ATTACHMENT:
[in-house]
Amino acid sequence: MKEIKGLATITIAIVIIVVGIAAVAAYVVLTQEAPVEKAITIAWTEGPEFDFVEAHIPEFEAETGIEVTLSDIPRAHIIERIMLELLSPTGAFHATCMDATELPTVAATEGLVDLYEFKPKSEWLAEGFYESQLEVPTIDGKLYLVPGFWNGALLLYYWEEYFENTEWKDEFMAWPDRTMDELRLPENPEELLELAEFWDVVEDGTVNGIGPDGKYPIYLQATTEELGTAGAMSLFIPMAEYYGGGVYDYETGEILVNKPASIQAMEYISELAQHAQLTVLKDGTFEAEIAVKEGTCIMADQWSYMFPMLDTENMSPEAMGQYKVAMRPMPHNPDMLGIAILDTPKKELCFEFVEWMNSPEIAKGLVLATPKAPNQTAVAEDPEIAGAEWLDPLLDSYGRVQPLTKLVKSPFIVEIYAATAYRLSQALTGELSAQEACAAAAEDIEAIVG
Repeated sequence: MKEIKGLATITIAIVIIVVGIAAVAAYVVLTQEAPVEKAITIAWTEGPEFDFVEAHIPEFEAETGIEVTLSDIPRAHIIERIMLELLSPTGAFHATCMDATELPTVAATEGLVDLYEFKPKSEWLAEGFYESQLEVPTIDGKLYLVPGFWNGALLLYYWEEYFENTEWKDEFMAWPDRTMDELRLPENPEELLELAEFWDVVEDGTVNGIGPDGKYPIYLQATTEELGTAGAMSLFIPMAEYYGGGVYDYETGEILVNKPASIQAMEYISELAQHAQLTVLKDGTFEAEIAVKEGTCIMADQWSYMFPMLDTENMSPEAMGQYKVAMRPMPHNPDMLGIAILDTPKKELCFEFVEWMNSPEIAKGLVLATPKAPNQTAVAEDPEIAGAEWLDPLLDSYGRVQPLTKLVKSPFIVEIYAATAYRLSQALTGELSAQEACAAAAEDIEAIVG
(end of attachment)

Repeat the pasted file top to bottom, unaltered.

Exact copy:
[in-house]
Amino acid sequence: MKEIKGLATITIAIVIIVVGIAAVAAYVVLTQEAPVEKAITIAWTEGPEFDFVEAHIPEFEAETGIEVTLSDIPRAHIIERIMLELLSPTGAFHATCMDATELPTVAATEGLVDLYEFKPKSEWLAEGFYESQLEVPTIDGKLYLVPGFWNGALLLYYWEEYFENTEWKDEFMAWPDRTMDELRLPENPEELLELAEFWDVVEDGTVNGIGPDGKYPIYLQATTEELGTAGAMSLFIPMAEYYGGGVYDYETGEILVNKPASIQAMEYISELAQHAQLTVLKDGTFEAEIAVKEGTCIMADQWSYMFPMLDTENMSPEAMGQYKVAMRPMPHNPDMLGIAILDTPKKELCFEFVEWMNSPEIAKGLVLATPKAPNQTAVAEDPEIAGAEWLDPLLDSYGRVQPLTKLVKSPFIVEIYAATAYRLSQALTGELSAQEACAAAAEDIEAIVG
Repeated sequence: MKEIKGLATITIAIVIIVVGIAAVAAYVVLTQEAPVEKAITIAWTEGPEFDFVEAHIPEFEAETGIEVTLSDIPRAHIIERIMLELLSPTGAFHATCMDATELPTVAATEGLVDLYEFKPKSEWLAEGFYESQLEVPTIDGKLYLVPGFWNGALLLYYWEEYFENTEWKDEFMAWPDRTMDELRLPENPEELLELAEFWDVVEDGTVNGIGPDGKYPIYLQATTEELGTAGAMSLFIPMAEYYGGGVYDYETGEILVNKPASIQAMEYISELAQHAQLTVLKDGTFEAEIAVKEGTCIMADQWSYMFPMLDTENMSPEAMGQYKVAMRPMPHNPDMLGIAILDTPKKELCFEFVEWMNSPEIAKGLVLATPKAPNQTAVAEDPEIAGAEWLDPLLDSYGRVQPLTKLVKSPFIVEIYAATAYRLSQALTGELSAQEACAAAAEDIEAIVG